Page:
Tuesday, September 26

Getting Things Done: A hipster PDA is my vade mecum

OK, I found out about this phrase a couple of weeks ago and I'm sick of trying to figure out how to slip it into a conversation or blog post. It's a terrific term; the Latin-derived vade mecum (and, look! I even put it in italics like a real publisher would do with a foreign phrase).

This just encapsulates such a great concept. You know that guy who always has a particular thing with him, no matter what? When I was in college, I had a pen on my person at all times. People would never ask if I had a pen, they just asked to borrow it... it was my vade mecum.

In fact, I still carry a pen around. (The Pilot G2 .5mm is writing like a charm, by the way. In fact, the ink cartridge on mine busted just yesterday, and I had to run out to Target on my lunch break just so I could buy another pack. I'm really attached to the little buggers.)

But my newest vade mecum is my Hipster PDA: the small stack of index cards I keep with me to track all my personal reminders. Well, it's not particularly new, but it's certainly the most useful thing I carry around these days. Hats off to one Mr. Merlin Mann for introducing the concept to the blogosphere at large.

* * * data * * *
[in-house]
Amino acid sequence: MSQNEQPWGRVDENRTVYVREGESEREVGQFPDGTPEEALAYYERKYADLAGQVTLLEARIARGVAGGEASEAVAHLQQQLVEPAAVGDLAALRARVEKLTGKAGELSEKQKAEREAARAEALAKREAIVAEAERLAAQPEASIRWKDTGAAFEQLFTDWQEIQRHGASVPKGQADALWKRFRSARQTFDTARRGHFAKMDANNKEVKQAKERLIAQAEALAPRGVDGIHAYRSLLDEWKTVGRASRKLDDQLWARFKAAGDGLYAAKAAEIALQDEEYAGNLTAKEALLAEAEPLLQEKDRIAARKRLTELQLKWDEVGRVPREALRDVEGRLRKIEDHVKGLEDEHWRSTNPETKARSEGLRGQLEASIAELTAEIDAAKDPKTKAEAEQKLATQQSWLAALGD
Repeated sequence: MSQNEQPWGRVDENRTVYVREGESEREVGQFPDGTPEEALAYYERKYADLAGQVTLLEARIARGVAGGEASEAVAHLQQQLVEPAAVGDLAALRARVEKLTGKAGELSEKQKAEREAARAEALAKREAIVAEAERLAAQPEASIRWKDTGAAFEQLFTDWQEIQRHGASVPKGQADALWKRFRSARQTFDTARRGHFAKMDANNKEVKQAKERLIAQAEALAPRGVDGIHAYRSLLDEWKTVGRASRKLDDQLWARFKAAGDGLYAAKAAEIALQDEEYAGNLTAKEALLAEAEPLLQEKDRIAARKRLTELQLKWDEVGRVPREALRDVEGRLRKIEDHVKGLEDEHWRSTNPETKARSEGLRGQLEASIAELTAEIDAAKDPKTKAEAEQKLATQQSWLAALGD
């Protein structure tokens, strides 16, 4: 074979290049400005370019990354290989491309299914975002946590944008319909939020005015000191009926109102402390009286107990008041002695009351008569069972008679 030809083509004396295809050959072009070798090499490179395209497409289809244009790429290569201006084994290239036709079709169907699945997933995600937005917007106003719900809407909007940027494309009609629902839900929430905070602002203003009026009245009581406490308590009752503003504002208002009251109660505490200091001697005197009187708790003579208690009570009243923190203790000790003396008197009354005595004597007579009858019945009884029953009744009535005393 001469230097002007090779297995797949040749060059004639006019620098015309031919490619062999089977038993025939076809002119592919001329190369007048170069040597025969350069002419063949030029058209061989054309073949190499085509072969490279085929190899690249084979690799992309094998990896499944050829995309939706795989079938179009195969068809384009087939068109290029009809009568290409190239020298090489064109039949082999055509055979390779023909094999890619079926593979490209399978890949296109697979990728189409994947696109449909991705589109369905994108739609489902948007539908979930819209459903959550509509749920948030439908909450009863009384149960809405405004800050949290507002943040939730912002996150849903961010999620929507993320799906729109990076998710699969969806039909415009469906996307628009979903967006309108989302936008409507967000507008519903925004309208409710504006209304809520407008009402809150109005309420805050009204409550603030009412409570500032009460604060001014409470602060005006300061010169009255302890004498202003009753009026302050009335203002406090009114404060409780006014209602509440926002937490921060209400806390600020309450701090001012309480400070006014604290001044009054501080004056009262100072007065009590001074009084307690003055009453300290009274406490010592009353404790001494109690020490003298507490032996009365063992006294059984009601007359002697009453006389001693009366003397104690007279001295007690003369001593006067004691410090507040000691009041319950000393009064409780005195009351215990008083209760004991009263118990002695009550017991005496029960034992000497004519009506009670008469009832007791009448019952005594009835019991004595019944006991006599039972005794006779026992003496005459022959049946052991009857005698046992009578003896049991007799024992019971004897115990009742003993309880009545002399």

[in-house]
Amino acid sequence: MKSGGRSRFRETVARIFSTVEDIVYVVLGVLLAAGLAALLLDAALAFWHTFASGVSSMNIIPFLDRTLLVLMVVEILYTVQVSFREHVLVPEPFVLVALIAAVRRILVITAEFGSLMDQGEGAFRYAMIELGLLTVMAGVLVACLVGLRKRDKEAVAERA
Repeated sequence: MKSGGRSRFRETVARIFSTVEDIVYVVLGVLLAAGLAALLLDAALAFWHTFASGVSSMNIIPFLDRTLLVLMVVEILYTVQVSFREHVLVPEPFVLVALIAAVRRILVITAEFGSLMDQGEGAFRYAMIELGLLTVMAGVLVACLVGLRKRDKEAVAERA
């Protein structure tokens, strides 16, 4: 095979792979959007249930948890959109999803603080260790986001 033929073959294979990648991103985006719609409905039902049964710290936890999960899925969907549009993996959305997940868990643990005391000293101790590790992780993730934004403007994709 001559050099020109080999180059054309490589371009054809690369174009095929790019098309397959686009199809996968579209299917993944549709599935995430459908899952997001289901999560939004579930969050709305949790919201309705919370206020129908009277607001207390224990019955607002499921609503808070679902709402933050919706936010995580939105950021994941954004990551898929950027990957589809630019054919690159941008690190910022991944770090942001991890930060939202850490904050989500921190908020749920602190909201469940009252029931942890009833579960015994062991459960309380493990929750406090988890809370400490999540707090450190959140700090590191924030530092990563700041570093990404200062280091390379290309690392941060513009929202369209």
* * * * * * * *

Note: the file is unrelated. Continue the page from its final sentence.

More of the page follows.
So isn't it great that there's a term for that? By the way, vade mecum does not encompass just anything that somebody constantly has in their possession. For instance, I had a particular hat I wore from my junior year of high school through my sophomore year of college almost every day... but that wasn't a vade mecum. To fall under that conceptual umbrella, an always-available object must be something useful or something its bearer uses as a reference.

Like my pen and my stack of context-sensitive index-card action lists.

from Dictionary.com's Word of the Day Archive:
vade mecum \vay-dee-MEE-kuhm; vah-dee-MAY-\, noun:
1. A book for ready reference; a manual; a handbook.
2. A useful thing that one regularly carries about.

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The Geek Code desperately needs updating, but in any case here's mine (as of 2010-02-28):

Version: 3.12
GIT/MU d+(-) s:+>: a C++> ULXB++++$ L+++ M++ w--() !O !V P+ E---
W+++ N o++ K? PS PE++ Y+ PGP t !5 X- R- tv+@ b++ DI++++ D--- e*++
h--- r+++ y+++ G+

If you really care about knowing what that all means, you either know the code already, or you can get it decoded for you here.